"And one of them, Caiaphas, being high priest that year, said to them, 'You know nothing at all, nor do you consider that it is expedient for us that one man should die for the people, and not that the whole nation should perish.' Now this he did not say on his own authority; but being high priest that year he prophesied that Jesus would die for the nation, and not for that nation only, but also that He would gather together in one the children of God who were scattered abroad. Then, from that day on, they plotted to put Him to death. Therefore Jesus no longer walked openly among the Jews, but went from there into the country near the wilderness, to a city called Ephraim, and there remained with His disciples."
The position of high priest was not transferred from year to year. The wording in John 11:49 simply indicates that this man was high priest the year that Jesus was "tried" and crucified.
Caiaphas begins with a stinging rebuke - "You know nothing at all." He then proceeds to explain what must be done.
"It is expedient for us that one man should die for the people, and not that the whole nation should perish" - Whether or not they really believed Jesus to be a threat to the nation didn't matter, for they would portray Him as such and come to the conclusion that He must be put to death for the safety of the nation! Caiaphas was more concerned about what was expedient rather than what was just. Tragically, they only consider two options here, but there is a third: Believe in Jesus and save the nation both politically and spiritually! However, this would require them voluntarily giving up their influence and power. This they simply would not do.
"He did not say this on his own" (John 11:51). The writer, John, is informing us that there is more to the words here than the meaning which Caiaphas had intended. By the will of God this high priest "prophesied that Jesus would die for the nation." What Caiaphas simply meant was that Jesus must be killed in order to spare the nation. But, it is now easy to see the deeper significance in the words that God influenced him to speak. Jesus not only died for the Jewish nation but for all the world (cf. I John 2:2). Caiaphas was merely speaking as a cold-blooded murderer, but his words were also the right ones to express the glorious truth regarding God's redemptive love! Without becoming aware of it, the villain had become a true prophet!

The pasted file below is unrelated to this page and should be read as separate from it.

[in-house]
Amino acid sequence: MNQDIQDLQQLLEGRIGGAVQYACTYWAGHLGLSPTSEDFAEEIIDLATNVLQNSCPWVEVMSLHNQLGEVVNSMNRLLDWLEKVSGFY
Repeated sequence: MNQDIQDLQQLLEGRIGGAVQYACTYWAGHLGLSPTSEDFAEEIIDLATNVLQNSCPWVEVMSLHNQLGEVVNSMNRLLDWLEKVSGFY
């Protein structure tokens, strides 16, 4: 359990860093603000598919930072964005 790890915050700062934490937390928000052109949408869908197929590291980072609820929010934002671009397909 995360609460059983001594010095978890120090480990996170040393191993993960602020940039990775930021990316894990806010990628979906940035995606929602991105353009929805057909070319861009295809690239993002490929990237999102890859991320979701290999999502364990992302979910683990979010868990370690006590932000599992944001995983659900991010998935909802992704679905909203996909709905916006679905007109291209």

Caiaphas continued speaking in John 11:52 - "Also that He would gather together in one the children of God who were scattered abroad." Caiaphas evidently believed that Jesus' death would unite the Jewish people, even those in far away places. In a spiritual sense, this is exactly what did happen for those who obeyed the gospel, the true children of God (cf. Eph. 2:13-16; Gal. 3:28).
Although it is uncommon for one who is working against God's will to prophesy for Him, it is not unheard of (e.g., Balaam in Num. 22ff and Saul in I Sam. 19:20-24).
"Then, from that day on, they plotted to put Him to death" (John 11:53). It wasn't too difficult to convince them to do what they already desired. They had condemned Jesus without a hearing and they would seek His death unjustly. They tried to quiet their consciences by claiming to see political dangers in allowing Jesus to live. They would claim to kill Jesus for the welfare of the public, when in truth they would kill Him out of hatred and envy.
"Jesus no longer walked openly among the Jews" - He remained out of the public view until shortly before the Passover because of their extreme antagonism.